For the second time that day the residents of New Ulm gathered in the street, but there was no laughter on anyone's lips now. All were horrified to learn a rampage had begun at the Lower Agency and was rapidly spreading beyond its boundaries. The recruiters' wagons were splattered with the blood of the four victims. As the survivors excitedly recounted the tale of the ambush, Erica was stricken first with panic and then seized with nearly suffocating feelings of guilt. That she had befriended an Indian brave, kissed him quite willingly, suddenly seemed like such a horrible mistake that she felt like a traitor to her own kind. She and Viper had not been enemies then, so she knew she shouldn't think of herself as having betrayed her own people. Still, she feared she had unwittingly committed some terrible crime. She couldn't help but wonder if Viper had taken part in the ambush. Had he been one of the Indians hidden in the underbrush, lurking in the shadows, waiting for some unsuspecting traveler to appear? Would he stoop to treachery as low as that?

The handsome brave had made no attempt to hide his anger at the United States government. Apparently he was not the only one who could no longer hold his hatred in check. That the Indians would strike out at innocent farmers and hapless musicians nonetheless appalled her. Despite her fears that she knew one of the Indians responsible for the day's carnage. Erica remained in the street listening spellbound as the people pouring into New Ulm told stories of such barbaric butchery that she knew they had to be speaking the truth. Without warning the Sioux had gone on a wild killing spree, and with growing horror the distraught blonde realized that the Indians were moving south and that New Ulm lay directly in their path.

Karl put his arm around Erica's shoulders to turn her away from the crowd as he spoke. "I'm going to help Sheriff Ross and Jacob Nix organize the men with rifles. I want you to run home and tell Britta and Gunter to leave whatever it is they are doing undone and come to the store at once. Just tell them there's trouble with the Sioux, but don't waste any time giving them the details before they get here."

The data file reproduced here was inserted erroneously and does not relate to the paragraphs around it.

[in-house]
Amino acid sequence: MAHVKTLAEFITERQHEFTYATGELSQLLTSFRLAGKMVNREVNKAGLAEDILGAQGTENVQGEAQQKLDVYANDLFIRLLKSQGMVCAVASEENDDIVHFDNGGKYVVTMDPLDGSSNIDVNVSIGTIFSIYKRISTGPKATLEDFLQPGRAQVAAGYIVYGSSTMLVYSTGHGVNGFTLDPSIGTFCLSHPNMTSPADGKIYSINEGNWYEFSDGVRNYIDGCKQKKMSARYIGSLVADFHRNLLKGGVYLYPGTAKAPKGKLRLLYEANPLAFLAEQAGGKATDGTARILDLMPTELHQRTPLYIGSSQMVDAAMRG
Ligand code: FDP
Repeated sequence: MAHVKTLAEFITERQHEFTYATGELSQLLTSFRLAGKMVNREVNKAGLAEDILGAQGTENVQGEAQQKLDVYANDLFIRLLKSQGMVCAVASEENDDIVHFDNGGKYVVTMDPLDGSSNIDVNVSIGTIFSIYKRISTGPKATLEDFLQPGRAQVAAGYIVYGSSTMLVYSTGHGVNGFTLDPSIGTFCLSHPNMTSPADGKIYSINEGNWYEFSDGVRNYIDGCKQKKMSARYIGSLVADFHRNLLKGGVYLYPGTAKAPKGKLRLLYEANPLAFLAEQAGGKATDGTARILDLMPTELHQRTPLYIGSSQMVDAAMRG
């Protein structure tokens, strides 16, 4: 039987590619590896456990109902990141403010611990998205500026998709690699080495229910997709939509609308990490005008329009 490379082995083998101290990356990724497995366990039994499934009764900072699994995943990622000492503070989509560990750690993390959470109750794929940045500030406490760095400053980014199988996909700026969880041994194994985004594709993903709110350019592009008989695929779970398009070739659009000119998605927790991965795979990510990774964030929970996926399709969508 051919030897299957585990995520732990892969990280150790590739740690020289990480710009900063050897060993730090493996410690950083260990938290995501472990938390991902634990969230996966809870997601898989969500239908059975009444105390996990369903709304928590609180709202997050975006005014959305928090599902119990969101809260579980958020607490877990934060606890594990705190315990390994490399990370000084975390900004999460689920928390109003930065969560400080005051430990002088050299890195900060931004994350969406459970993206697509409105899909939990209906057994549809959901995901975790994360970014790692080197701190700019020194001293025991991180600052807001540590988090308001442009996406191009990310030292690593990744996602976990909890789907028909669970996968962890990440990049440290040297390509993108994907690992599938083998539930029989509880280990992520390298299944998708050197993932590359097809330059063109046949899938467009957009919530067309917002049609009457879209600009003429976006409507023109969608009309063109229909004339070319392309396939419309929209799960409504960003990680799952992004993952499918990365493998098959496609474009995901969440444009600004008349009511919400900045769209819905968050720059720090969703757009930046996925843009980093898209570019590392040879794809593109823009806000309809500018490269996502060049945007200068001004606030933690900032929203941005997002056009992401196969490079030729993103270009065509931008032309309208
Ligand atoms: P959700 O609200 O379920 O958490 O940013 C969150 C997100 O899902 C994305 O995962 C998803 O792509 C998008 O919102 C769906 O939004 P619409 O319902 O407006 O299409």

Erica nodded. "I understand." A nervous smile quivered briefly across her lips as she hurried away. "Dear God," she whispered softly to herself as she sp)ed down the street. It had been a litde more than ten years since the Sioux had signed over much of their lands to the government. Had such murderous anger as they had displayed today been seething in their hearts all that time? If so, the fury they had unleashed was lon^ overdue but why had no one at the agency had the foresight to warn the settlers of the impending peril before it was too late? That question only added to her feelings of guilt, for if she had not shut Viper out of her life so quickly he might have warned her of what was to come. "Oh, I am being very foolishi" she scolded. The man was an Indian, and he would not have provided her with information that could be used against his people to save hersl Her head aching from a jumble of painfully conflicting thoughts, Eriga dashed up the back steps of her uncle's home praying both her aunt and cousin would be there.

Britta was a jjerceptive woman and needed no more than one glance at Erica's terror-filled expression to fear that the worst had happened. "My God, Erica, what's wron^?" she cried as she rushed to her side. "Has somethmg happened to Karl?"

Erica shook her head, out of breath from running and unable to find her voice for a moment. "Uncle Karl's fine. He wants you and Gunter to come down to the store at once. Indians attacked the Lower Agency this morning, then struck at farms and people on the road. Now come, you must hurry 1"

Britta's fair complexion turned ashen as she listened to her niece's report. "But that's absurdi We've been here all these years and—"

Erica stepped behind her aunt to untie her apron. "Yes, and I'm certain you'll be here many more, but right now

you're needed at the store. Where's Gunter?"

"Down by the river I think. Oh no! Oh Erica, we'll have to find himl"

"I'll find him, don't worry. Now you go on down to the store and Gunter and I will be there in just a few minutes." While she had to take her aunt's hands and pull her out the door, Erica finally succeeded in setting the woman on her way. She then raced all the way down to the docks where talk of the uprising was as desperate as it was in town. Since goods for the store arrived by boat, it wasn't unusual for Gunter to be down at the waterfront, but Erica saw no sign of him. She walked up and down, waited a few minutes, then decided Gunter was smart enough to know he should look for his father the minute he had heard about the uprising. With that thought in mind she hurried the several blocks back into town where she found her cousin at work building barricades on Minnesota Street.